How to Server-side Google Analytics

There are many users who surf the web without a JavaScript enabled client - particularly users of the mobile web, and some portal users. The question arises: how do you track visitors with Google Analytics (hereafter "GA") that don't have a JavaScript enabled client? I recently took a stab at this problem by reverse-engineering urchin.js and re-writing it in Java. But it didn't work. This is my attempt to rectify the situation.

A bit of background: GA is normally installed on a site via a piece of JavaScript that executes onload. The script (which used to be called urchin.js and now is ga.js) examines the page and generates an HTTP request for a GIF from GA with lots of URL parameters. Based on those parameters (and probably the request headers) GA recieves all of its data. So our problem is in correctly constructing that URL.

But figuring out how to correctly construct that URL is tricky, and it's mostly undocumented. Google has taken pains to wrap the API in object-oriented JavaScript - but this is little help if you need to call that API from another language. Plus, the script is "minified" - and therefore unreadable.

After a little research I found a troubleshooting page that describes the HTTP request URL in more detail.

This is very helpful, but not sufficient for creating server-side verstion of the ga.js script. In particular the following questions are begged by the documentation:
  1. Most of the fields have to do with e-commerce, and can be ignored for basic analytics. Are they really optional?
  2. The fields that describe client capability are more problematic - can they be omitted?
  3. What use GA makes of the request headers, especially when the information is duplicated in URL parms?
  4. Why are encoded cookies sent at all? Can they be omitted?
  5. What is the "X10 data parameter"?
To answer these questions I will be constructing URLs with a text editor, sending them with curl, and seeing what impact it has on the GA reports. (Hopefully there won't be much latency or testing will be slow!)

[It occured to me while writing this that other mobile web developers must run into the same issue, so I search for "mobile analytics". Some interesting hits. But remarkably it seems like other folks concentrate on doing things like log file analysis. I personally think that's a bad idea. It also occured to me that we could use another analytics software, like the open source piwik, that has a more open tracking API. However switching analytics providers is only a last resort.]

[Google is probably wise to not provide server-side access to their analytics - they'd have to support a few more languages, and integration is a lot more difficult making the support load higher.]


Andy Bovingdon said...

It will be interesting to see what you can achieve with Google Analytics Josh. At Bango we immediately ruled out JavaScript from our mobile web analytics product given that such a small percentage of mobile browsers fully support it.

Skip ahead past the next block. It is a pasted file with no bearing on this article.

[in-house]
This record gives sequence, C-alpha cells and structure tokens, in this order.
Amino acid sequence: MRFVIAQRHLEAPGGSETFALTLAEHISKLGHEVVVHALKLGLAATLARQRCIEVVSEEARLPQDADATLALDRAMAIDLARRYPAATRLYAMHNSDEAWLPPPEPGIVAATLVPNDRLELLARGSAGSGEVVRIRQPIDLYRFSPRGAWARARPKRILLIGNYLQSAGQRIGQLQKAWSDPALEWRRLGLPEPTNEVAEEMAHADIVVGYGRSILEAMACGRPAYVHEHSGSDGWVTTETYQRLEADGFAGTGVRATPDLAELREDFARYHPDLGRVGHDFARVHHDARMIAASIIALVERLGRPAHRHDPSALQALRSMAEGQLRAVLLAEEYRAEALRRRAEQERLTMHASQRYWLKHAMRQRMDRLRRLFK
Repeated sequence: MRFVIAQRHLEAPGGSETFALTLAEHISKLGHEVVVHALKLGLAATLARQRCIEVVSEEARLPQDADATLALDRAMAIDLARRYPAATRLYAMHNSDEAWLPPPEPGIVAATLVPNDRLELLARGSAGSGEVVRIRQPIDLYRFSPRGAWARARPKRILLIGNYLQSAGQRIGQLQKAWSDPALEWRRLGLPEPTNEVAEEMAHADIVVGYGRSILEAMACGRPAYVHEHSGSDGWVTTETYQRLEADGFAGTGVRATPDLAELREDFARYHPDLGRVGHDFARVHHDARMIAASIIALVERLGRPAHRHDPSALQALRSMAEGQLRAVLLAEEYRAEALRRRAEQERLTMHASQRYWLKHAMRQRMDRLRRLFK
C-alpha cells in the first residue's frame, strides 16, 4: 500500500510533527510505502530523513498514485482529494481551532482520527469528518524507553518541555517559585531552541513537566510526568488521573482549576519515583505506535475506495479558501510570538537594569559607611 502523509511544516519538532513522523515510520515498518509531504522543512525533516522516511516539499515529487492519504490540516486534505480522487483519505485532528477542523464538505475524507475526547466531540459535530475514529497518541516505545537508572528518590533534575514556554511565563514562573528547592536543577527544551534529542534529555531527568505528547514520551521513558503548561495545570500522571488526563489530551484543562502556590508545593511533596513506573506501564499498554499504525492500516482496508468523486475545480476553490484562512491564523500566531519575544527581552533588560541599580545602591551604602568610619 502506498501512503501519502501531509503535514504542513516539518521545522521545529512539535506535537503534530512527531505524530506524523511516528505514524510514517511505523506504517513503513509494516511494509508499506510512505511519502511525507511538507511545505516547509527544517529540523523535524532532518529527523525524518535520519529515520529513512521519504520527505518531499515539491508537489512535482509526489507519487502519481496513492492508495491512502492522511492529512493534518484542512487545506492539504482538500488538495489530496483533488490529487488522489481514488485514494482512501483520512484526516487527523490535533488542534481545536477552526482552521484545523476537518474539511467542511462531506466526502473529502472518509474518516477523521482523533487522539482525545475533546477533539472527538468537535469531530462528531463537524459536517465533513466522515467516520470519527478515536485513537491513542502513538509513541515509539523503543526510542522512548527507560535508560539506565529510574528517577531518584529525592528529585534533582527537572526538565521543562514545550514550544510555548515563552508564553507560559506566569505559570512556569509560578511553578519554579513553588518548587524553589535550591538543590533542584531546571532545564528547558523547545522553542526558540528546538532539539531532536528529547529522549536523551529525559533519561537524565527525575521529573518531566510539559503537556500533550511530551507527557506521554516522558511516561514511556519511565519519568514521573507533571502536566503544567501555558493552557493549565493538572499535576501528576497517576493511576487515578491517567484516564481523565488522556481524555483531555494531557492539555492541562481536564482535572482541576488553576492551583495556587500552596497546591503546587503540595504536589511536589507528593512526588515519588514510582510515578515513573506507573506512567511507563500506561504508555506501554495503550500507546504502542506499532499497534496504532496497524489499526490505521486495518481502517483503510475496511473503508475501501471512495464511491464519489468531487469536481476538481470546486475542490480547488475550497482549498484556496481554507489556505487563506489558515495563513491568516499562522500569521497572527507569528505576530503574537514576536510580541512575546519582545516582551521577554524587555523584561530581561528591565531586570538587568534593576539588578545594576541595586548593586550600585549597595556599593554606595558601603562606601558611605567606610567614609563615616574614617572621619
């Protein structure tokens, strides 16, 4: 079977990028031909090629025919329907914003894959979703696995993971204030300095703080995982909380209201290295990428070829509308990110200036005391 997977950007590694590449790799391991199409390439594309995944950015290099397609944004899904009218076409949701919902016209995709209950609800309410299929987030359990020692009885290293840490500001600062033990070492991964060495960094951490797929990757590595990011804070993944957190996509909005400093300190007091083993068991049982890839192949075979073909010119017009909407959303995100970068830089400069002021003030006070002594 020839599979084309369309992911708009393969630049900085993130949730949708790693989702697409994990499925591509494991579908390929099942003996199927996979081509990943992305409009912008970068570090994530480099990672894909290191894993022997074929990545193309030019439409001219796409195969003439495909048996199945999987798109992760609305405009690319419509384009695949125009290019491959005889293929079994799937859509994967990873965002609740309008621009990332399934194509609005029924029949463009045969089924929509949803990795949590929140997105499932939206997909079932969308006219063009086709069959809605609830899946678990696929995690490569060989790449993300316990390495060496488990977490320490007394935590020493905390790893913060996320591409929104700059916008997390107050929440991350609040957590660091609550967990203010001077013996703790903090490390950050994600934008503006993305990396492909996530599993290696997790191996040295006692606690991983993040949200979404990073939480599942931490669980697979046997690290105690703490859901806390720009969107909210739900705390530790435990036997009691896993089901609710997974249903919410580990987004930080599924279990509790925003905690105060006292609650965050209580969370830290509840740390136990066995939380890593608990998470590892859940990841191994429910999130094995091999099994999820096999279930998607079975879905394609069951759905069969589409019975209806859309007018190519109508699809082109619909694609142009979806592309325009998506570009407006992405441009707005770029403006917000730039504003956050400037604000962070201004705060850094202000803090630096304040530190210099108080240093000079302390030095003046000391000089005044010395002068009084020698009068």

Server side log file analysis can work to a degree but does not capture all the information relevant to mobile browsing. In fact there is a lot of stuff you would like to know about mobile browsers that is not consistently passed in headers today. Also the use of cookies is unreliable on mobile and IP addresses typically refer to carrier gateway machines rather than the client device.

Bango Analytics uses two methods for recording traffic. Firstly we use the familiar 1x1 image tag for tracking page views and secondly we use URL redirection for the most accurate tracking of ad clicks.

In both these cases a Bango server is involved - either for the redirect or the image serving. This allows us to use a mobile fingerprint algorithm which gives us a persistent unique user ID which resolves the cookie issues. It means we can count unique visitors with some accuracy and identify not only the MNO but MVNOs (Sprint has 27 now I believe). This fingerprint algorithm uses everything from device settings, carrier and country data as well as other information provides securely to Bango by partners, which includes carriers as well as browser and handset manufacturers.

Tracking the very latest mobile devices is quite easy, but tracking the other 98%, the real mass market mobile browsing, is very difficult as you are discovering. This is why none of the major desktop web suppliers currently provide more than basic handset and carrier detection.

I'd recommend trying our free product to see how this works - visit Our more advanced products also let you extract the data into your favourite analysis tools.

Dean Collins said...

Hi, you're a little incorrect in your comments.

The majority of mobile analytics vendors (8 out of 9) use page tags Admob, Bango, Mobilytics etc.

The company I work for uses wireless capture (packet sniffing) which offers significant advantages over both log file and page tagging.

Feel free to check out the pdf download on our site for more information.

Or alternatively check out for a review on the major providers.


josh said...

@andy: Thanks for explaining some of the intricacies involved - I can see that I will indeed be loosing potentially significant information. However, WRT to session and user tracking there is an (admittedly invasive) solution: URL rewriting. That said, I'd be happy to check out bango.

@dean: Not sure what you mean by "page tags" or "wireless packet sniffing". Perhaps you'd be kind enough to explain what you mean by that?

Eugene John Park said...

Any luck answering these questions? Do the GA cookies matter at all? Are the rest of these parameters optional?